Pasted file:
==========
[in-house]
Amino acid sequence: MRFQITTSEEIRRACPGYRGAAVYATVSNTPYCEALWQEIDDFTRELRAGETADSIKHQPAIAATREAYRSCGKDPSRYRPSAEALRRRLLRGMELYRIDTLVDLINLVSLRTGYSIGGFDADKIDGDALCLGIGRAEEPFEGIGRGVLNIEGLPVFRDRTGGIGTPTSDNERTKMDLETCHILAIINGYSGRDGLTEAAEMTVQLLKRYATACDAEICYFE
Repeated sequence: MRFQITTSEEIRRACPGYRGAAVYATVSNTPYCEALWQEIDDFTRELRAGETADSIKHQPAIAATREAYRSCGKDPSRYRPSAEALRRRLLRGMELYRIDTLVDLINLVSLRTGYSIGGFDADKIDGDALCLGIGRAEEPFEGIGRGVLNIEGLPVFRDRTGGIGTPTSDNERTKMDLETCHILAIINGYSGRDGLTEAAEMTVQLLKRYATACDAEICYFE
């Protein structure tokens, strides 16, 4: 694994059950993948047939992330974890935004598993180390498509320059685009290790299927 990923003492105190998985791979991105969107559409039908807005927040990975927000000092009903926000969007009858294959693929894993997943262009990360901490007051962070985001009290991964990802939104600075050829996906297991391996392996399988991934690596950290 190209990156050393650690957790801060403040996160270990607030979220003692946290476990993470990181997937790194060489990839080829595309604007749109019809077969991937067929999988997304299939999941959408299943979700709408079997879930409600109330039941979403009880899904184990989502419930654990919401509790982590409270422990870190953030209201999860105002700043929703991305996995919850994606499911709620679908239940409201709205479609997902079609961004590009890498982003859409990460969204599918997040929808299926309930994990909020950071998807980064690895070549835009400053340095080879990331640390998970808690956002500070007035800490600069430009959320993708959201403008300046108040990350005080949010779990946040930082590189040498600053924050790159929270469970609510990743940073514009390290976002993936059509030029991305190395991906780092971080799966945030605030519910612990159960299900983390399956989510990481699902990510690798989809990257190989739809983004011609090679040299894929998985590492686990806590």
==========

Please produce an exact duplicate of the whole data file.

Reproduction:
[in-house]
Amino acid sequence: MRFQITTSEEIRRACPGYRGAAVYATVSNTPYCEALWQEIDDFTRELRAGETADSIKHQPAIAATREAYRSCGKDPSRYRPSAEALRRRLLRGMELYRIDTLVDLINLVSLRTGYSIGGFDADKIDGDALCLGIGRAEEPFEGIGRGVLNIEGLPVFRDRTGGIGTPTSDNERTKMDLETCHILAIINGYSGRDGLTEAAEMTVQLLKRYATACDAEICYFE
Repeated sequence: MRFQITTSEEIRRACPGYRGAAVYATVSNTPYCEALWQEIDDFTRELRAGETADSIKHQPAIAATREAYRSCGKDPSRYRPSAEALRRRLLRGMELYRIDTLVDLINLVSLRTGYSIGGFDADKIDGDALCLGIGRAEEPFEGIGRGVLNIEGLPVFRDRTGGIGTPTSDNERTKMDLETCHILAIINGYSGRDGLTEAAEMTVQLLKRYATACDAEICYFE
């Protein structure tokens, strides 16, 4: 694994059950993948047939992330974890935004598993180390498509320059685009290790299927 990923003492105190998985791979991105969107559409039908807005927040990975927000000092009903926000969007009858294959693929894993997943262009990360901490007051962070985001009290991964990802939104600075050829996906297991391996392996399988991934690596950290 190209990156050393650690957790801060403040996160270990607030979220003692946290476990993470990181997937790194060489990839080829595309604007749109019809077969991937067929999988997304299939999941959408299943979700709408079997879930409600109330039941979403009880899904184990989502419930654990919401509790982590409270422990870190953030209201999860105002700043929703991305996995919850994606499911709620679908239940409201709205479609997902079609961004590009890498982003859409990460969204599918997040929808299926309930994990909020950071998807980064690895070549835009400053340095080879990331640390998970808690956002500070007035800490600069430009959320993708959201403008300046108040990350005080949010779990946040930082590189040498600053924050790159929270469970609510990743940073514009390290976002993936059509030029991305190395991906780092971080799966945030605030519910612990159960299900983390399956989510990481699902990510690798989809990257190989739809983004011609090679040299894929998985590492686990806590």